My heart skipped a suspicious beat when reading the headline that hospitals (healthcare systems) are being encouraged (required) to cut ‘low value outpatient appointments’.
Maybe I had no real cause for worry – the full article reviews some initiatives which are saving time, money and expertise, by applying sensible techniques to reduce waste – such as adopting the same scheme as is used by supermarkets to identify stock of medication which is about to become out of date. From pharmacy apps to cutting low value appointments: how hospitals are becoming more sustainable | The BMJ
But the initiative to reduce frequency of follow up for patients with HIV comes nearer to the bone. From my early experience in caring for older people with dementia or other mental disorders I have carried wise words from Tom Arie – ‘stay with them to death and beyond’, or words to that effect. And from Felix Post: ‘Follow them up and follow them up. Discharge may leave people feeling they have to cope for themselves from now on – and they may not want to disappoint you by coming back if they are relapsing’ – or words to that effect.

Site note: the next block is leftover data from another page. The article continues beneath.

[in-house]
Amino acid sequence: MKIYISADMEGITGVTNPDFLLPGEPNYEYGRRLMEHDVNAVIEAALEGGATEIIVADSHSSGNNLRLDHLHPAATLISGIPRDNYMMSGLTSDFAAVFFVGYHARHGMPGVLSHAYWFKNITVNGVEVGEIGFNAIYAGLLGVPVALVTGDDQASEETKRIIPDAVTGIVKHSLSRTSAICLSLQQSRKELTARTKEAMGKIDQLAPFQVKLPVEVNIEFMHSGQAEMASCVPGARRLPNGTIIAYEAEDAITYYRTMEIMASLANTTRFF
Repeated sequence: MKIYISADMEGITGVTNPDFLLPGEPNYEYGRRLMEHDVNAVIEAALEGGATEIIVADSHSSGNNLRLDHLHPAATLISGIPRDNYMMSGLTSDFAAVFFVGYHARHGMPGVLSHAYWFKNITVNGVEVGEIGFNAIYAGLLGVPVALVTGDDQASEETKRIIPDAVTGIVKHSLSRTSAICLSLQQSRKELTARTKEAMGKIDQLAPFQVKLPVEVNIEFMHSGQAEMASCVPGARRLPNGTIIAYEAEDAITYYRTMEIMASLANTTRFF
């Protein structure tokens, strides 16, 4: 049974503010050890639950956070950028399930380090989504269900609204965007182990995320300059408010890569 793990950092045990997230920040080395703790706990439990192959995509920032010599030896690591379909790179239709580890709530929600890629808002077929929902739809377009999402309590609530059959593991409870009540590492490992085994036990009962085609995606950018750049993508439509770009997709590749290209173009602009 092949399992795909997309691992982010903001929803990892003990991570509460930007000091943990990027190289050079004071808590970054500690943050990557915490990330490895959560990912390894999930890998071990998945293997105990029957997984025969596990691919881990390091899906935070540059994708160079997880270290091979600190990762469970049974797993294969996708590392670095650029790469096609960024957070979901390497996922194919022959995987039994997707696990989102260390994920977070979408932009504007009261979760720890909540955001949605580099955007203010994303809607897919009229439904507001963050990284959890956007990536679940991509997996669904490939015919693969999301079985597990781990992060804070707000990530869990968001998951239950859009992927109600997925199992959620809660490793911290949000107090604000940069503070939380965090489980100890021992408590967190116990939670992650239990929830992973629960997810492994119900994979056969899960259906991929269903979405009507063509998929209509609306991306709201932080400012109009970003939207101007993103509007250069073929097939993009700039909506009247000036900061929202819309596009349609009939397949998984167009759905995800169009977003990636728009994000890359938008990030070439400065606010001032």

So we did, usually by home visits – in South Manchester, in Wolverhampton, in Tameside and Glossop and in Gnosall. Tameside and Glossop was a bit of a struggle as the established regime I joined part time after ‘retirement’ (2006) was minimalist and not keen to allow my ‘old fashioned’ way of doing things. Did they not know that we created the services for older people with just this approach from the 1970s? Ground breaking and leading to an international renaissance. Gnosall was a bit different as we were working in General Practice. Much of our work took advantage of the recognition of the Practice as a sort of home by many families – and there was extra strength from the knowledge tied up in the Practice – but even there we went out to see people at home.
The combination of clinic-based contacts and home visits is powerful and effective. Attendance was all-but 100% - in contrast to the clinic-based Out Patient work of colleagues with General Psychiatry. We now have the possibility of contact via computer and Teams or Zoom – time and travel efficient, but offering only a managed window of communication – and lacking the chance to see the house, the garden, the surrounding roads, shops and other facilities. Home visits, repeated and repeated lead to being recognised as ‘local’ – and really interested in the individual and family. And you egin to feel at home too.
So I hope the drive for efficiency takes such measures into account, and that real clinicians hold their ground
Each week we post a blog from David Jolley where he shares his personal views on relevant subjects.